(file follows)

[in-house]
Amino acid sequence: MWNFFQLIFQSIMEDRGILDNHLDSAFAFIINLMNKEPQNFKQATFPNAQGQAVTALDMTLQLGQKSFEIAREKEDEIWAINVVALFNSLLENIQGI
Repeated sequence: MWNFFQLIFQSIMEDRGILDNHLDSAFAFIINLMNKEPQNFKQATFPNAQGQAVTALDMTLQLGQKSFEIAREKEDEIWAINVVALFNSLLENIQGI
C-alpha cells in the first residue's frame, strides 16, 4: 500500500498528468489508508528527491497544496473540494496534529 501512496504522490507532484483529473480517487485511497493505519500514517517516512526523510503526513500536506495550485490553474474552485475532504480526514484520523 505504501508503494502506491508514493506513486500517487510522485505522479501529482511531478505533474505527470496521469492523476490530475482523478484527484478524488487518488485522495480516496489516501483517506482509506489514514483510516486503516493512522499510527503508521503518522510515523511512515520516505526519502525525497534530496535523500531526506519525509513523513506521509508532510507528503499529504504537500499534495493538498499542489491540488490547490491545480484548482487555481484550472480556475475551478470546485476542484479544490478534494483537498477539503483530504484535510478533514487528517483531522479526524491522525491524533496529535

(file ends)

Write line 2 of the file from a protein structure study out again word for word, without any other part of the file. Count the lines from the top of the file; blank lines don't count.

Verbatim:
Amino acid sequence: MWNFFQLIFQSIMEDRGILDNHLDSAFAFIINLMNKEPQNFKQATFPNAQGQAVTALDMTLQLGQKSFEIAREKEDEIWAINVVALFNSLLENIQGI